"We never knew whether we were rich or poor until some social worker pointed it out. We just knew that we had to be home before dark.
When I first became a Probation Officer in 1970, it soon became apparent that I had entered a profession where most officers originated from the better off middle class of society. Apart from the educational qualifications we shared, it would have been more accurate to have described my own values and experiences as being closer to that of the clientele base than the background of my work colleagues. I eventually came to conclude in later life, that what had made me a good Probation Officer and highly effective in my work, was that I always knew that I was essentially working with 'my kind of people' and I was better able to understand them, having come from the same social class.
Being brought up in the 1950's was very much a class experience where there was a clear dividing line between 'us' and 'them'. What one ate, where, when and how one ate it, distinguished the widening gap between the classes; even the title of our meals was socially reversed to remind us of our place. Whereas I had my dinner at noon, the middle and upper classes had dinner during the evening.
I will never forget those long summer holidays from school where we would breakfast at 8.00 am and be put out to play until tea time; and we loved every fresh air minute of it. In fact, we couldn't get enough of it! We experienced an abundance of fresh air, ample adventure and the sufficient opportunity to soak up sunshine experiences all day long and laugh about stupid adults who never would understand the workings of a child's mind. When I think back, I marvel at the sheer inventiveness of the poor who would fashion games that all could play from the most basic of items one would find about the home or the street. Pebble and chalk playing hop scotch, a skipping rope, an old tin can to kick, a piece of wood and a wooden peg to hit as far as possible, marbles, conkers or a dustbin lid to use as a shield.
As for the older and tougher children, they would find a gas lamp and pick two teams. One person would lean against the gas lamp and form the head of a horse, while the remaining children of one team would squat down in a rugby-scrum fashion with their head between someone else's legs in single file, to form the back of a horse. Then, the other team would run and jump with as much force as they could to mount the human chain of children's backs. The aim of the jumpers was to jump as high as possible and land on the backs of the opposing team with such force that the child chain collapsed to the ground in a human heap. If the horse crumpled and collapsed, the team who had produced the collapse had another go. If it didn't collapse, the two teams swapped roles. It was not uncommon for many a child to arrive home for tea with a broken arm or a cracked rib. In fact, come to think of it, cracked ribs were so common that they were often dealt with by a tight wrapping of bandages and enforced rest without recourse to visiting either the doctor's surgery or the local hospital.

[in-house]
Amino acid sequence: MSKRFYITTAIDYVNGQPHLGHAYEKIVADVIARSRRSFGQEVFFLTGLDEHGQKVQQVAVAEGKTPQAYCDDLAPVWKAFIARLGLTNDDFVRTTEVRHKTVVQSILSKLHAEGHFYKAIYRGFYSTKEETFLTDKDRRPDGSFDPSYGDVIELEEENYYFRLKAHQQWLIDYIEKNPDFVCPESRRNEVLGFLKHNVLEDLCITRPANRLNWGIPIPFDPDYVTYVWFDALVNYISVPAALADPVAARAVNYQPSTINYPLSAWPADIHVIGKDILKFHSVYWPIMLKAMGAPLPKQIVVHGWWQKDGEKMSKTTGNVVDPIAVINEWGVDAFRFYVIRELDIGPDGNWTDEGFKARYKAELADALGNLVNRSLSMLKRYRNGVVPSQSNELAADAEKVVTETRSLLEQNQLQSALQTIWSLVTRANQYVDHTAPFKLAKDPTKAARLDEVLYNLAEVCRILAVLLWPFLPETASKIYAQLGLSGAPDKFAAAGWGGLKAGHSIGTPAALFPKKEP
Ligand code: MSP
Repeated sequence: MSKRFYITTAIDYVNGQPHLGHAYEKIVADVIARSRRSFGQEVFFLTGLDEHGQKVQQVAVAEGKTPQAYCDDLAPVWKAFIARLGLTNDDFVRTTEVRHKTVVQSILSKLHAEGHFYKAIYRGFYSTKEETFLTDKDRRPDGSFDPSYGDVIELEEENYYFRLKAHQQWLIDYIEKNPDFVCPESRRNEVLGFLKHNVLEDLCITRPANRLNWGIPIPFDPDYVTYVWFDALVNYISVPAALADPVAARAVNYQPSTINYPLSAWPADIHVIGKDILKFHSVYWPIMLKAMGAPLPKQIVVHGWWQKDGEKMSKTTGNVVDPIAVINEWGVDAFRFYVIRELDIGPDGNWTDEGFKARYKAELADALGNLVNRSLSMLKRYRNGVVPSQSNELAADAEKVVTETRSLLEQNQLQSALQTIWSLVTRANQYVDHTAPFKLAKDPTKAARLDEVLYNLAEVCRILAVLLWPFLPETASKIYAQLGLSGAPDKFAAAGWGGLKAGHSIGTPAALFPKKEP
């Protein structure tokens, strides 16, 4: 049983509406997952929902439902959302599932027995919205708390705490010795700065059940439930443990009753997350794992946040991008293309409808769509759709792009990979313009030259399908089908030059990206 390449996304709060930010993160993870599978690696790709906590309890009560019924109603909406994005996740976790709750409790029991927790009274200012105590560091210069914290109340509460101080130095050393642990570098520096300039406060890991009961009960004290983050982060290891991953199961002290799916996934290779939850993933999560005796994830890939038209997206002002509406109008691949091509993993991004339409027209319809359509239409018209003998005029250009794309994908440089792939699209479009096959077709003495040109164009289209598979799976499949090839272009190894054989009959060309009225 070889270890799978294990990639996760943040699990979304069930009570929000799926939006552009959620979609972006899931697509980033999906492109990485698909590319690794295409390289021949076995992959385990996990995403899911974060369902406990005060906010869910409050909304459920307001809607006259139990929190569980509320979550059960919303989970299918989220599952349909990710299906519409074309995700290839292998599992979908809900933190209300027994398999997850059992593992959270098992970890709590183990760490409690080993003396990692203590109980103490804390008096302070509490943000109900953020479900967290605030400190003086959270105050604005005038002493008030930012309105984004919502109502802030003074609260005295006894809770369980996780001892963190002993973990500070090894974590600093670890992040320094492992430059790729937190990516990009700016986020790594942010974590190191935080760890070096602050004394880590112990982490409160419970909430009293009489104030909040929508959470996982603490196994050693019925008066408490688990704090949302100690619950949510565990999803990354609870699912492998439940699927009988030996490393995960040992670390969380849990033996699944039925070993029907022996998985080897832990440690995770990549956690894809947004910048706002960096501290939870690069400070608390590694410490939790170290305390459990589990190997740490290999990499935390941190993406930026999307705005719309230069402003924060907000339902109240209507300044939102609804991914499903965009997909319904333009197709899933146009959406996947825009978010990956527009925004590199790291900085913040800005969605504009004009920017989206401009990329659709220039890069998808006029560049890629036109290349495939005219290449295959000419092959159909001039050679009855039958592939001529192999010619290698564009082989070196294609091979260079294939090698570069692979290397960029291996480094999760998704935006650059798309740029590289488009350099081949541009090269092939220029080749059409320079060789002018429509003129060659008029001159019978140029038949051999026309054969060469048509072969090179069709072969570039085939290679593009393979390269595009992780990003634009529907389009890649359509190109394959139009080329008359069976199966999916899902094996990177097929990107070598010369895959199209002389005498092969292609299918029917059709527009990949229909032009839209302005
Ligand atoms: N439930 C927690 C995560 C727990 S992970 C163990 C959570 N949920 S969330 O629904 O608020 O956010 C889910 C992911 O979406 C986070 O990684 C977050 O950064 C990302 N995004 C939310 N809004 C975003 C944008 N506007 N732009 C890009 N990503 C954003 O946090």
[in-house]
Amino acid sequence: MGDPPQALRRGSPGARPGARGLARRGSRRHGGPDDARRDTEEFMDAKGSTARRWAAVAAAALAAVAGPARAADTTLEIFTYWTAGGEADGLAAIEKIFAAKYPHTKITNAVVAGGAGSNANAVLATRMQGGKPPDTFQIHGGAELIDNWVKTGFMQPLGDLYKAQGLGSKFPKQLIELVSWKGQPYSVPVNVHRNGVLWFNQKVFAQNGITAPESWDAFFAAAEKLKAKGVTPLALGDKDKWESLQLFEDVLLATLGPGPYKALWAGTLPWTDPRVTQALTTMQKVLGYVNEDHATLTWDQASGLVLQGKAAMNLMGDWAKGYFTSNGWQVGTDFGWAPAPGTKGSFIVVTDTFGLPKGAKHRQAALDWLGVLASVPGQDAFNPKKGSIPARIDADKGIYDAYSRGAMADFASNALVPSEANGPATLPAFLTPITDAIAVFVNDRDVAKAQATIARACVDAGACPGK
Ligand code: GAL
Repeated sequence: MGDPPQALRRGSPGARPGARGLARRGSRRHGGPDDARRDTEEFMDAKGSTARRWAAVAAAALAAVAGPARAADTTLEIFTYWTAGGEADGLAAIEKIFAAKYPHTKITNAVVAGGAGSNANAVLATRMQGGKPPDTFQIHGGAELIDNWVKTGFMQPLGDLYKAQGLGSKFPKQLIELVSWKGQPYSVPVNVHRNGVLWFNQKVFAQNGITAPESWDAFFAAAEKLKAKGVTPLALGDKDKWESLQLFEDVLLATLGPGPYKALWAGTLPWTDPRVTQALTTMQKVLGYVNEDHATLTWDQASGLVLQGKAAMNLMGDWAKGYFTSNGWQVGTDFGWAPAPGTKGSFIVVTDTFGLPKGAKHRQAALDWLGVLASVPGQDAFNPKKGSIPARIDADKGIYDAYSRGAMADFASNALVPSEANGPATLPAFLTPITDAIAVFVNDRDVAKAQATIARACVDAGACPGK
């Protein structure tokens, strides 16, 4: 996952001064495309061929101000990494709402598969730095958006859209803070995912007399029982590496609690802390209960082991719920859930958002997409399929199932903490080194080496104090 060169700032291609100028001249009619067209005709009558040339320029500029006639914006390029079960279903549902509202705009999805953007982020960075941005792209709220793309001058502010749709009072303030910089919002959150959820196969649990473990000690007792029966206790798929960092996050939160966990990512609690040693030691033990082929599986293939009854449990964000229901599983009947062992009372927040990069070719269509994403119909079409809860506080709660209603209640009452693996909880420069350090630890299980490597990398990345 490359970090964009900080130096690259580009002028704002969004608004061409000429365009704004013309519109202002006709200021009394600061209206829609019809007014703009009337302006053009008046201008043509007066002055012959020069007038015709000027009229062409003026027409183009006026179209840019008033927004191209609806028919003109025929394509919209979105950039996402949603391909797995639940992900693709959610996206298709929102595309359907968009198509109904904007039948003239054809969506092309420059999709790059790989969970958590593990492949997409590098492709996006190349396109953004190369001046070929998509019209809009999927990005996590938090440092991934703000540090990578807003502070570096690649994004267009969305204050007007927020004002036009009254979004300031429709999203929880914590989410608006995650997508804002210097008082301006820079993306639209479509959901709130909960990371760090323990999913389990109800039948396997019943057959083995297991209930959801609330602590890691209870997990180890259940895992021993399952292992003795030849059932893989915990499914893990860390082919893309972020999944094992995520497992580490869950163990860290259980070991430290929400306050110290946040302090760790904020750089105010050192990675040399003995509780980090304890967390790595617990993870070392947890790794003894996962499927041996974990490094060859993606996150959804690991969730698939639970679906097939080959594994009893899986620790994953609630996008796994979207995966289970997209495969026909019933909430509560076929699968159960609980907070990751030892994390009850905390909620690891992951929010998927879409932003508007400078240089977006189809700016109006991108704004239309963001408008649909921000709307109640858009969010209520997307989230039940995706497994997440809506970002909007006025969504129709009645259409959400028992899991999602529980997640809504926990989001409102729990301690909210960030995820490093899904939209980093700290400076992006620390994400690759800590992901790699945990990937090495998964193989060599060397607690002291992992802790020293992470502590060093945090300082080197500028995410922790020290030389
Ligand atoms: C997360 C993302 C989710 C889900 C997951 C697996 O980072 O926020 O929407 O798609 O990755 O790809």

I recall during the 1980's, when well intentioned Social Workers and Probation Officers foolishly believed that to have been brought up on a council estate was disadvantageous to the growing child and left them devoid of any meaningful experience. What idiotic tosh! Indeed, they even started to spread this malicious class lie. Over a short period of time, clients who had previously lived happily on council estates were encouraged to feel disadvantaged for having had to. Consequently, many naturally started to feel deprived where no such feelings had previously existed. Very quickly, Social Workers had destroyed their happier memories of living on a council estate and in the process, they provided offenders with one more lame excuse upon which to blame their offending behaviour. Indeed, I'd go so far as to say that often the conventional wisdom of Probation Officers and Social Workers of the time was to project blame for the offender's behaviour onto their family and background; rarely themselves!
I was reared on Windybank Council Estate between the ages of 8 years until getting married at 26 years of age. In short, it was the best type of upbringing I could possibly have had. It put the spine into my backbone and helped build my character better than any other experience I could imagine. I grew up with a common set of community values which respected youth, elders, women and old age. We lived within a common code that demanded if ever you did wrong and got caught, you put up your hands, admitted your wrong doing and took your punishment without resentment or complaint. Anyone who could work did work and nobody I ever knew received weekly pocket money without doing household chores to earn it. There was no such thing in those days as receiving reward in the guise of pocket money for tidying one's room up and not living like a pig. Young men and women were not prevented from mixing, but sex before marriage was discouraged by all parents. In event of a girl getting pregnant, there was no arguing the toss as to what was 'the best thing to to do under the circumstances'. Having made their bed, the pair got quickly married and was expected to lie in it!
Those were the days when what to do seemed much clearer and doing what was required came more naturally. I will never regret being a war baby or of being brought up during the 1950's in a working class family on Windy Bank council estate. It was the making of me!" William Forde: June 21st, 2017.